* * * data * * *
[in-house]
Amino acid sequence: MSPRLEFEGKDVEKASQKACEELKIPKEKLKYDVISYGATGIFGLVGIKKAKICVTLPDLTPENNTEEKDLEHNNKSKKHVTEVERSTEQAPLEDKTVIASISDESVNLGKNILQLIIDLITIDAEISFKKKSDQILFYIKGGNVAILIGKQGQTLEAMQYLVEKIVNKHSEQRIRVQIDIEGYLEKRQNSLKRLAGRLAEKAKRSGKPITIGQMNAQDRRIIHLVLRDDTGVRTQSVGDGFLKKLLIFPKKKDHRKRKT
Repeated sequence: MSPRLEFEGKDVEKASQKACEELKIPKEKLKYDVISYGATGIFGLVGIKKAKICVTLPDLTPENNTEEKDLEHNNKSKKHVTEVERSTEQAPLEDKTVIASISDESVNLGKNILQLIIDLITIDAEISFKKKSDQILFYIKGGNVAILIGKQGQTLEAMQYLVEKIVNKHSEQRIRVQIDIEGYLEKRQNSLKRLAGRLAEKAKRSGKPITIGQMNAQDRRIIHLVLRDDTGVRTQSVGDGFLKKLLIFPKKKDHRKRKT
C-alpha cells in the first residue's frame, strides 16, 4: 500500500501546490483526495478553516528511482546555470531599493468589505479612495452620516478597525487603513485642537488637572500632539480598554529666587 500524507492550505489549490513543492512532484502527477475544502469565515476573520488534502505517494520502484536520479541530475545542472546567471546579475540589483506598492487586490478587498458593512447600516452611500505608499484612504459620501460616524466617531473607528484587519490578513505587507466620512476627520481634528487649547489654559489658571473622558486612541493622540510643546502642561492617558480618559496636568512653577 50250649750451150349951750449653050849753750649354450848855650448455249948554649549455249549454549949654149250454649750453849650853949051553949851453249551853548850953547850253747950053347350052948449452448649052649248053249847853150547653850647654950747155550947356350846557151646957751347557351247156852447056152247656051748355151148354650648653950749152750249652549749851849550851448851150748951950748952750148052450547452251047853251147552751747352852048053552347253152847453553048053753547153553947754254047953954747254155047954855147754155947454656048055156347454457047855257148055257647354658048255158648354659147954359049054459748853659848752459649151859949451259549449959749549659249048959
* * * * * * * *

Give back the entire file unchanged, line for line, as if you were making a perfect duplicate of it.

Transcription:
[in-house]
Amino acid sequence: MSPRLEFEGKDVEKASQKACEELKIPKEKLKYDVISYGATGIFGLVGIKKAKICVTLPDLTPENNTEEKDLEHNNKSKKHVTEVERSTEQAPLEDKTVIASISDESVNLGKNILQLIIDLITIDAEISFKKKSDQILFYIKGGNVAILIGKQGQTLEAMQYLVEKIVNKHSEQRIRVQIDIEGYLEKRQNSLKRLAGRLAEKAKRSGKPITIGQMNAQDRRIIHLVLRDDTGVRTQSVGDGFLKKLLIFPKKKDHRKRKT
Repeated sequence: MSPRLEFEGKDVEKASQKACEELKIPKEKLKYDVISYGATGIFGLVGIKKAKICVTLPDLTPENNTEEKDLEHNNKSKKHVTEVERSTEQAPLEDKTVIASISDESVNLGKNILQLIIDLITIDAEISFKKKSDQILFYIKGGNVAILIGKQGQTLEAMQYLVEKIVNKHSEQRIRVQIDIEGYLEKRQNSLKRLAGRLAEKAKRSGKPITIGQMNAQDRRIIHLVLRDDTGVRTQSVGDGFLKKLLIFPKKKDHRKRKT
C-alpha cells in the first residue's frame, strides 16, 4: 500500500501546490483526495478553516528511482546555470531599493468589505479612495452620516478597525487603513485642537488637572500632539480598554529666587 500524507492550505489549490513543492512532484502527477475544502469565515476573520488534502505517494520502484536520479541530475545542472546567471546579475540589483506598492487586490478587498458593512447600516452611500505608499484612504459620501460616524466617531473607528484587519490578513505587507466620512476627520481634528487649547489654559489658571473622558486612541493622540510643546502642561492617558480618559496636568512653577 50250649750451150349951750449653050849753750649354450848855650448455249948554649549455249549454549949654149250454649750453849650853949051553949851453249551853548850953547850253747950053347350052948449452448649052649248053249847853150547653850647654950747155550947356350846557151646957751347557351247156852447056152247656051748355151148354650648653950749152750249652549749851849550851448851150748951950748952750148052450547452251047853251147552751747352852048053552347253152847453553048053753547153553947754254047953954747254155047954855147754155947454656048055156347454457047855257148055257647354658048255158648354659147954359049054459748853659848752459649151859949451259549449959749549659249048959